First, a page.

Tuesday, July 12, 2016

The Ultimate Guide to Designing Your Sunroom

Sunrooms are beautiful additions to the home. They let in a lot of natural light making the house look more spacious and bigger. They inspire creativity in decorations and provide the ideal room for artistic expression such as reading books, artwork or just lounging. If you have room for a sunroom and are wondering where to start, here are a couple of tips.

Use your patio

You can use your patio to create more functional space in the house by installing a screen room. Screen rooms are extensions of your existing patio, deck or balcony space. The great thing about turning your extra patio space into a sunroom is you get a room that you can use all year round, not only during summer. You can do this by installing single pane glass windows and doors to create a three season sun room, which offers protection from changes in weather for most of the year.

In case you want to make the room functional all year round, you will need to install energy efficient double panned glass windows and doors. These insulative windows will help keep the cold out and lock the warmth in especially during winter and vice versa during hot summers. You can use the room at any time of the year by setting up insulation and a HVAC system for heating and cooling in winter and summer.


The sunroom size is determined by its use. If you need a small nook, a home office or a pet area, you only need a couple of square feet to create the ideal space. However, if you want a lounging area, dining room or living area, you will need to make a greater financial commitment to it. Remember you also need to buy new furnishings to decorate the room too.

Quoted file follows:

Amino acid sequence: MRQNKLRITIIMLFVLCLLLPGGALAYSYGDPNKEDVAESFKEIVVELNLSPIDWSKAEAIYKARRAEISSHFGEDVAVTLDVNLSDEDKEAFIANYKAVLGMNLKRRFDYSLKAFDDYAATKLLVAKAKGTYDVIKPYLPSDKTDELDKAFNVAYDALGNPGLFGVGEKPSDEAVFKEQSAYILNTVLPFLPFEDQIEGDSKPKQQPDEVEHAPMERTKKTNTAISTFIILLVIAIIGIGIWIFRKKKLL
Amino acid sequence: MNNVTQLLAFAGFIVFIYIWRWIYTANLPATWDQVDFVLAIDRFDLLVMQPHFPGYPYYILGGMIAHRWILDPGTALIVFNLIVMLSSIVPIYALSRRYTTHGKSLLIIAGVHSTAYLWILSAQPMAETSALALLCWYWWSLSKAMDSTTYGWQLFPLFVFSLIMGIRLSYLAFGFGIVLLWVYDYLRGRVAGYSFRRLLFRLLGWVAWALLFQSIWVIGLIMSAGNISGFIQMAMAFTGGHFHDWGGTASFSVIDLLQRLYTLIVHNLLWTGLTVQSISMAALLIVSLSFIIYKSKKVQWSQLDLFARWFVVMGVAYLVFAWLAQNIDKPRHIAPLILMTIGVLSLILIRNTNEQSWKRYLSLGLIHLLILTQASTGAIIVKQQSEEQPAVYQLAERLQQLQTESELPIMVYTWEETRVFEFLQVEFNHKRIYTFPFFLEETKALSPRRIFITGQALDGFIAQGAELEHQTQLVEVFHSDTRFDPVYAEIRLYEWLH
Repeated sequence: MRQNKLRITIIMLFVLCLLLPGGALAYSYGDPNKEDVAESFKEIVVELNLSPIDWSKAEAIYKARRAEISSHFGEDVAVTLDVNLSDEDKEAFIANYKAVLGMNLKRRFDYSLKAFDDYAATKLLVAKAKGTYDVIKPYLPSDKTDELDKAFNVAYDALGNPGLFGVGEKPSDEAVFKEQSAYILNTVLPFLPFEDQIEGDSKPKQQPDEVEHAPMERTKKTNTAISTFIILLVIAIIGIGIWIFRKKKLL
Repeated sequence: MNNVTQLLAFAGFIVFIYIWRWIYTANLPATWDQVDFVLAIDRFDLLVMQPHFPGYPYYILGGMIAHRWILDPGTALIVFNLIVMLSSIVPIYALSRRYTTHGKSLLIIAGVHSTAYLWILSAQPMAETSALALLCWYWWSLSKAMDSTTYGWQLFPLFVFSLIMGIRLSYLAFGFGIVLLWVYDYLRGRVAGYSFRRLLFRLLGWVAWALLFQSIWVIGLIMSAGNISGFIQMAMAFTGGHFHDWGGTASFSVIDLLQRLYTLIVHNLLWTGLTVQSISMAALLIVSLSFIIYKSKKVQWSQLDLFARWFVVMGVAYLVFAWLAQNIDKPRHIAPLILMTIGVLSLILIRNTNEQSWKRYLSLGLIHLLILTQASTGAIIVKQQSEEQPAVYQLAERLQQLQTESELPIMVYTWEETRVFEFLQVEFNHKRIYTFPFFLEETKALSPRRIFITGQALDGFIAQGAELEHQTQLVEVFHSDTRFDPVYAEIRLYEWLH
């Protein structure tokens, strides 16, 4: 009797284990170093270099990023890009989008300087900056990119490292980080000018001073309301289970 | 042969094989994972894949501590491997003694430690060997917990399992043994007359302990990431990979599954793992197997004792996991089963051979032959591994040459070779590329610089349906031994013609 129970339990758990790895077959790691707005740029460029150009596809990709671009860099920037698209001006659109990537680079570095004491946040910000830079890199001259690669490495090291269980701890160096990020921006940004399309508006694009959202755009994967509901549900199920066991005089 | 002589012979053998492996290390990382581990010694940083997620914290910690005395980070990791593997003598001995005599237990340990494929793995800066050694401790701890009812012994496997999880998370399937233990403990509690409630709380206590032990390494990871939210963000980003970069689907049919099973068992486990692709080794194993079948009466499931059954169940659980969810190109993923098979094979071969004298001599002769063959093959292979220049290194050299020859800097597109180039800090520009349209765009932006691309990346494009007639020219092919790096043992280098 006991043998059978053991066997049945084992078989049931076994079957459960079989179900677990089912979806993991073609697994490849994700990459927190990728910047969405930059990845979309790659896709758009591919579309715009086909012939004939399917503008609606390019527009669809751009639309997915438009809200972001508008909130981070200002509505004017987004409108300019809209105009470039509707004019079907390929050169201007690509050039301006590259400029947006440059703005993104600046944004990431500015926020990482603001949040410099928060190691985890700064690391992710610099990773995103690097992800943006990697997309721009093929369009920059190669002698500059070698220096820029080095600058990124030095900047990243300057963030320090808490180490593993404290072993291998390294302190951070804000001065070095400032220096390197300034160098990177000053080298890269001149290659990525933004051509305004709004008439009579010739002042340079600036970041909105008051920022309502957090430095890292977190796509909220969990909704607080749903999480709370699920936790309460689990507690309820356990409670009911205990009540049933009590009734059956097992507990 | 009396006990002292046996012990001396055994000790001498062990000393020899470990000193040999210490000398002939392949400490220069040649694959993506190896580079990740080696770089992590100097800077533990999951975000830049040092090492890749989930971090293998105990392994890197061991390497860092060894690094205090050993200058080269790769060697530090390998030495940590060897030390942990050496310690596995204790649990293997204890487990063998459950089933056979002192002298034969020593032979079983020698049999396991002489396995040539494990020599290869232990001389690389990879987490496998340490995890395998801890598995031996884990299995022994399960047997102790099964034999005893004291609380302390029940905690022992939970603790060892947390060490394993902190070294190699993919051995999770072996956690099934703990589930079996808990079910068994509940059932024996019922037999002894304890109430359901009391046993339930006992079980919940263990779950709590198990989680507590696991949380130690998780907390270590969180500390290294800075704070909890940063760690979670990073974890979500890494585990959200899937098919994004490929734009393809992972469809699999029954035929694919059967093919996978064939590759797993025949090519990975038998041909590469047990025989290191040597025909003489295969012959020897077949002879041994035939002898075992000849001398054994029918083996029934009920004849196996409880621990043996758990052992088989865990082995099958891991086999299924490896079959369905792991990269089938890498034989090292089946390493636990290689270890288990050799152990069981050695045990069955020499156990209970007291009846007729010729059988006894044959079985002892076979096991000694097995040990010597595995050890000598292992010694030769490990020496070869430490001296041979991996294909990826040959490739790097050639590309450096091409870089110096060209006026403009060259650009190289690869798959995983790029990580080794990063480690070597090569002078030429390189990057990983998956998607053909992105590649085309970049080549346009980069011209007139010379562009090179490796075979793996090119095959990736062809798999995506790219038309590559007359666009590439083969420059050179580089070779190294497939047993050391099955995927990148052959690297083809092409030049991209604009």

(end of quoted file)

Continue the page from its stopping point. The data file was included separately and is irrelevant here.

You need to very selective about the location of the sunroom in relation to the sun, especially depending on its use. If you do not want to receive too much direct sunlight then a north-facing sunroom will work great. It will help to minimize the amount of heat absorbed in the room, especially in warm climate zones. East facing sunrooms catch the morning sun while it remains shaded during the hot afternoon. This is a great position for people who are early risers or plan to use the room more in the mornings. West facing sunrooms receive the most light later in the afternoon while south facing sunrooms receive sunlight all day long and are extremely suitable for cold climate areas.

Sunroom materials

Aluminum is great for structural support in the sunrooms. This lightweight and low maintenance material is very cost effective. Unfortunately it is not a good insulator and this is why it is only suitable for screen rooms that do not have HVAC systems. Vinyl is the most durable, strong and efficient material to use for structural support in sunrooms. Finally, the type of glass you use should be double or triple panned if you want to install a HVAC system and maintain a high level of energy efficiency.

Posted by: Apple Enclosures  http://www.appleenclosures.com/